Who run the world? Girls.
Or girls and women to be exact, but who am I to argue with Queen B?
We women are busy running countries, leading companies, piloting technological and medical breakthroughs, dominating the world of sport, and in many cases, serving as primary caregivers for the next generation.
But a troublesome new video from Elle U.K. illustrates the disparity between men and women in places of power.
From politics to Hollywood, women are often represented by a single voice in the room. The numbers don't lie. Women are 37% of MBA graduates, but only 4.6% of Fortune 500 CEOs. And this phenomenon is all too easy to see when men are edited out of the photos.
Having representation in places of power and influence is the only way women will achieve equality on a global scale. Because as the saying goes, when you don't have a seat at the table, it usually means you're on the menu.
The video was created as part of Elle U.K.'s #morewomen initiative.
Too often, successful women are portrayed as one-offs or exceptions. They're the take-no-prisoners alpha females who only reach new heights by walking on the backs of other women. In reality, there are women taking charge and making a difference in an array of industries, and they're not getting there alone or by in-fighting and bullying.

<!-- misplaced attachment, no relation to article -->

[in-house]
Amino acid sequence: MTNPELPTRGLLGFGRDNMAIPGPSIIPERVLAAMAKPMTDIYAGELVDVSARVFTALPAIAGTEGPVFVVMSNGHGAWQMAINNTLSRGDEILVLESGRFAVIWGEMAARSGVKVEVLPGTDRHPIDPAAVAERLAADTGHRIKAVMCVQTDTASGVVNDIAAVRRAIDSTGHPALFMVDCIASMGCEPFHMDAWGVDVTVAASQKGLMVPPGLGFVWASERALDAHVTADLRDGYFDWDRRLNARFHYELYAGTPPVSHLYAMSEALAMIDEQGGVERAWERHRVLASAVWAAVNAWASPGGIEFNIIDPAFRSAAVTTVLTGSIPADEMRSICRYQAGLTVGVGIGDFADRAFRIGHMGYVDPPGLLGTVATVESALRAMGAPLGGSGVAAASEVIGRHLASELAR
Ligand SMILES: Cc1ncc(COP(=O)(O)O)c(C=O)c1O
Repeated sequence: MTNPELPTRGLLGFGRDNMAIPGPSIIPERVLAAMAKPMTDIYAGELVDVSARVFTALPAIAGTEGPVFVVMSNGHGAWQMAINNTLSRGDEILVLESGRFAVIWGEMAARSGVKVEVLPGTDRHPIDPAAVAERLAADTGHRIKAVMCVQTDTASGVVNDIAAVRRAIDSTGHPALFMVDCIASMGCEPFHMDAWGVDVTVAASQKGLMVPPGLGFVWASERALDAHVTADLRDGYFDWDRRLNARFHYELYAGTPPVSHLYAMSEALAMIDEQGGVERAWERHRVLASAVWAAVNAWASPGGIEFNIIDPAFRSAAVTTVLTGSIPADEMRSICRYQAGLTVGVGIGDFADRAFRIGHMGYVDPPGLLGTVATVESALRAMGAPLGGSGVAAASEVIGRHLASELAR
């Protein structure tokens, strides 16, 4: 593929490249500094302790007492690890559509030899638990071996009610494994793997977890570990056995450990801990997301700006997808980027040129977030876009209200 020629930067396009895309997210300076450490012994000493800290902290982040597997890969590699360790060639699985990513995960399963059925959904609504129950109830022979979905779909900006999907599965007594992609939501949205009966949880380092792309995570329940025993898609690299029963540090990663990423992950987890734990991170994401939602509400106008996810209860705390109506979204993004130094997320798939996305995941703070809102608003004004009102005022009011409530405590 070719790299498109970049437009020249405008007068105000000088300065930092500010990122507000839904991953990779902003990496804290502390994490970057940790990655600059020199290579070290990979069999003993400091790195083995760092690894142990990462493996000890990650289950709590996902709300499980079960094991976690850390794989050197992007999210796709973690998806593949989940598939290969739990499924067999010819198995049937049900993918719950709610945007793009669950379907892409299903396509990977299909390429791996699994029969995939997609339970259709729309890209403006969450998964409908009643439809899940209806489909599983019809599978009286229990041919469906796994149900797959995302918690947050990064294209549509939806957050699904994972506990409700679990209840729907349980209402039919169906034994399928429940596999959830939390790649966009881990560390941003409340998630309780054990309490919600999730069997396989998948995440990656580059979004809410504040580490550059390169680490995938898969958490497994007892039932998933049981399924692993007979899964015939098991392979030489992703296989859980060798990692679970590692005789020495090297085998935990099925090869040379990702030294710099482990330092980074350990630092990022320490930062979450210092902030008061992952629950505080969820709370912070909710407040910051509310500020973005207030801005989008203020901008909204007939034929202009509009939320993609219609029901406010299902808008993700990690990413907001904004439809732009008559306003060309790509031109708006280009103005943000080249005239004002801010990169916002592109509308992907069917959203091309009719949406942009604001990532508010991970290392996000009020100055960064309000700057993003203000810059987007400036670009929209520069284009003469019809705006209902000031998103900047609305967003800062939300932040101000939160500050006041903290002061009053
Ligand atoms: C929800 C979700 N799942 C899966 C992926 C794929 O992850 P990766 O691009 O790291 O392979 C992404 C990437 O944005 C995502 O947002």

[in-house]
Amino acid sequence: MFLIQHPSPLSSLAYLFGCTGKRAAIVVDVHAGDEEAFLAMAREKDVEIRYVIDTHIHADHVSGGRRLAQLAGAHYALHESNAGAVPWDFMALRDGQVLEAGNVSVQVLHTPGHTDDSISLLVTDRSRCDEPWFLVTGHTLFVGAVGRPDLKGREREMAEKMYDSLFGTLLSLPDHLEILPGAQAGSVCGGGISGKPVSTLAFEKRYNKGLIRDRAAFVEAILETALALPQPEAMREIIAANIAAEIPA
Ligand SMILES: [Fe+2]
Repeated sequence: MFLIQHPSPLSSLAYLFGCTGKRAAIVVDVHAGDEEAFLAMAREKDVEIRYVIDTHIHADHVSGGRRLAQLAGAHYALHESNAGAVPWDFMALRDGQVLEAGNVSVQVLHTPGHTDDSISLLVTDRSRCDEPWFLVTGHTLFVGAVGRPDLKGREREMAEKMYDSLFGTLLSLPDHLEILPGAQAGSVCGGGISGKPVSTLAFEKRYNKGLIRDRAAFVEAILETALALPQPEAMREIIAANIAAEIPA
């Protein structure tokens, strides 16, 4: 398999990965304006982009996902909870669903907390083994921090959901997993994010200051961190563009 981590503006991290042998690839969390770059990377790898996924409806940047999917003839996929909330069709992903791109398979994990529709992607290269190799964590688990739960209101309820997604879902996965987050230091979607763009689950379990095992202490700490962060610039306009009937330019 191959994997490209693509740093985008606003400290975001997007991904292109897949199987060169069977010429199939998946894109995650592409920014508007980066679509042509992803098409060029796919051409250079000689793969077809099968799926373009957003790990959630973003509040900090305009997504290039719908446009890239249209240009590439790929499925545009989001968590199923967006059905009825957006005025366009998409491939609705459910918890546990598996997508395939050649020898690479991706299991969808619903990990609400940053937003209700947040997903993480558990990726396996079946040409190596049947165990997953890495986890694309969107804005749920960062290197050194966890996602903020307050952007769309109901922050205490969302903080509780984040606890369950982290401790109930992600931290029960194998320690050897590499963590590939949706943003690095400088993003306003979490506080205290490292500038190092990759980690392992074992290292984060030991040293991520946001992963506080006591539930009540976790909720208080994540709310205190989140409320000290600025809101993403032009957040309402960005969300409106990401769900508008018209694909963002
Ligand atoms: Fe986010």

One woman's success makes every woman stronger.
Elle U.K. hopes to change the narrative and encourage women to empower and support one another in the push for global equality. Because women represent just 14% of executive officers, and because there is plenty more room at the top.
It's more than a hashtag campaign, it's a commitment to a movement, complete with its own pledge:
"One woman's success makes EVERY WOMAN STRONGER. More women for #morewomen."
Even if you're not a political power player or celebrity, you can still take part in the #morewomen movement.
Whether you're running the room or working your way up in your field, there's a lot you can do to advance equality and make your community and the world better for women. Supporting projects and organizations like Let Girls Learn and Girl Effect are a great way to start.
And shopping at women-owned businesses is an easy way to invest in the success of other women right in your community. No act of support is too small.
The scales of justice are shifting toward equality, but there's still plenty of work to be done.
See a few of the women making it happen in this short video from Elle U.K.